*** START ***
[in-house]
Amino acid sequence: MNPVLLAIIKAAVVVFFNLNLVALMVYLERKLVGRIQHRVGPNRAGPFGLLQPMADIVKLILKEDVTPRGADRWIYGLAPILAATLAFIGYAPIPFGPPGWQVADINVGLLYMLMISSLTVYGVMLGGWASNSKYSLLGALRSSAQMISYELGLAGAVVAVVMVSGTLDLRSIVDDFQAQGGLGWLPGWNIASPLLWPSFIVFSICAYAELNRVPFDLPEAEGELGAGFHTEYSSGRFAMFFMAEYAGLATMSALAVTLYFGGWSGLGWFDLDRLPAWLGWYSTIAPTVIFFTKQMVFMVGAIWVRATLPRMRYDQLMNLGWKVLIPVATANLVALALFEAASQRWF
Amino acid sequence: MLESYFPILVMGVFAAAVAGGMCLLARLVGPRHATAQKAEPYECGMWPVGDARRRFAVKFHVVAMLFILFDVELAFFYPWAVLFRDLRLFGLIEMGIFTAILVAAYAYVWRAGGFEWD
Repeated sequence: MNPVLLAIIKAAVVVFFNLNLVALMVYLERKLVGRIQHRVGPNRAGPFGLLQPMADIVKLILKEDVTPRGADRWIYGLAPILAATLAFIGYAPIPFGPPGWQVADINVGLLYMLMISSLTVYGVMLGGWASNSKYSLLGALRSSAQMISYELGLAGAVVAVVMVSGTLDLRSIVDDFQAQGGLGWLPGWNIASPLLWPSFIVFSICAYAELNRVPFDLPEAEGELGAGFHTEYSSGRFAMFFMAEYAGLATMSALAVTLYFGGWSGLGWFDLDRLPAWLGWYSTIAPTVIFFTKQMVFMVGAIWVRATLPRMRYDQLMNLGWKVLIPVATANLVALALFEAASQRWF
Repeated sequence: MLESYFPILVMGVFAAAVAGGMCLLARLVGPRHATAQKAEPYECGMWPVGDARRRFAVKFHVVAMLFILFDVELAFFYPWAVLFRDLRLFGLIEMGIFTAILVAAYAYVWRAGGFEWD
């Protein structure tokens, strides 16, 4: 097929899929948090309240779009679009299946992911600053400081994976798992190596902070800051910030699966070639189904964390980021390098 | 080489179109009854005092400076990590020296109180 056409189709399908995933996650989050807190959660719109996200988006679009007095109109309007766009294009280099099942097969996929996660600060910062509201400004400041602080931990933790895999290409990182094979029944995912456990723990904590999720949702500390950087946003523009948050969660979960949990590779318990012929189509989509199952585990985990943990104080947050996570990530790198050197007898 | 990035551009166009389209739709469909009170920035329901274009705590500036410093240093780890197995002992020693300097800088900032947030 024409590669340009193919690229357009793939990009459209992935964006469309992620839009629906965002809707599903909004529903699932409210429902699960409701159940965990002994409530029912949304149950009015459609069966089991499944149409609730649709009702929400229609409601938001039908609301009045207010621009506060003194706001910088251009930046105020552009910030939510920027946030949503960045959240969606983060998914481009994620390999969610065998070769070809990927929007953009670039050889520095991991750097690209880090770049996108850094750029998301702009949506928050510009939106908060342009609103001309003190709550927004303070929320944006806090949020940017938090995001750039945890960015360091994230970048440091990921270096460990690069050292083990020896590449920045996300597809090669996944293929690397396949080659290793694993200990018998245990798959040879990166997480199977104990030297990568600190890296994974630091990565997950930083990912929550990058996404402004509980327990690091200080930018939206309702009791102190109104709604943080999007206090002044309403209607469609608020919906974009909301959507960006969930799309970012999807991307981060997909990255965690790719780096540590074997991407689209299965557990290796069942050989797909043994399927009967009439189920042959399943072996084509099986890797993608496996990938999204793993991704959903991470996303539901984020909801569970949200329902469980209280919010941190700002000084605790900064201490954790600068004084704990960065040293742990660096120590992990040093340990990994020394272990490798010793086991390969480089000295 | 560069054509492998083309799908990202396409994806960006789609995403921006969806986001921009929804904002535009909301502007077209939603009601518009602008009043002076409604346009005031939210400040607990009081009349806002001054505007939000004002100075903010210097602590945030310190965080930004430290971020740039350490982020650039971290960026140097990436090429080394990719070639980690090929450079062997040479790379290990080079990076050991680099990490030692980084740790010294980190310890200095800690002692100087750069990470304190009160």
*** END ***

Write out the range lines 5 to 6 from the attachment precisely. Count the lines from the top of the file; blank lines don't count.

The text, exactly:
Repeated sequence: MLESYFPILVMGVFAAAVAGGMCLLARLVGPRHATAQKAEPYECGMWPVGDARRRFAVKFHVVAMLFILFDVELAFFYPWAVLFRDLRLFGLIEMGIFTAILVAAYAYVWRAGGFEWD
């Protein structure tokens, strides 16, 4: 097929899929948090309240779009679009299946992911600053400081994976798992190596902070800051910030699966070639189904964390980021390098 | 080489179109009854005092400076990590020296109180 056409189709399908995933996650989050807190959660719109996200988006679009007095109109309007766009294009280099099942097969996929996660600060910062509201400004400041602080931990933790895999290409990182094979029944995912456990723990904590999720949702500390950087946003523009948050969660979960949990590779318990012929189509989509199952585990985990943990104080947050996570990530790198050197007898 | 990035551009166009389209739709469909009170920035329901274009705590500036410093240093780890197995002992020693300097800088900032947030 024409590669340009193919690229357009793939990009459209992935964006469309992620839009629906965002809707599903909004529903699932409210429902699960409701159940965990002994409530029912949304149950009015459609069966089991499944149409609730649709009702929400229609409601938001039908609301009045207010621009506060003194706001910088251009930046105020552009910030939510920027946030949503960045959240969606983060998914481009994620390999969610065998070769070809990927929007953009670039050889520095991991750097690209880090770049996108850094750029998301702009949506928050510009939106908060342009609103001309003190709550927004303070929320944006806090949020940017938090995001750039945890960015360091994230970048440091990921270096460990690069050292083990020896590449920045996300597809090669996944293929690397396949080659290793694993200990018998245990798959040879990166997480199977104990030297990568600190890296994974630091990565997950930083990912929550990058996404402004509980327990690091200080930018939206309702009791102190109104709604943080999007206090002044309403209607469609608020919906974009909301959507960006969930799309970012999807991307981060997909990255965690790719780096540590074997991407689209299965557990290796069942050989797909043994399927009967009439189920042959399943072996084509099986890797993608496996990938999204793993991704959903991470996303539901984020909801569970949200329902469980209280919010941190700002000084605790900064201490954790600068004084704990960065040293742990660096120590992990040093340990990994020394272990490798010793086991390969480089000295 | 560069054509492998083309799908990202396409994806960006789609995403921006969806986001921009929804904002535009909301502007077209939603009601518009602008009043002076409604346009005031939210400040607990009081009349806002001054505007939000004002100075903010210097602590945030310190965080930004430290971020740039350490982020650039971290960026140097990436090429080394990719070639980690090929450079062997040479790379290990080079990076050991680099990490030692980084740790010294980190310890200095800690002692100087750069990470304190009160």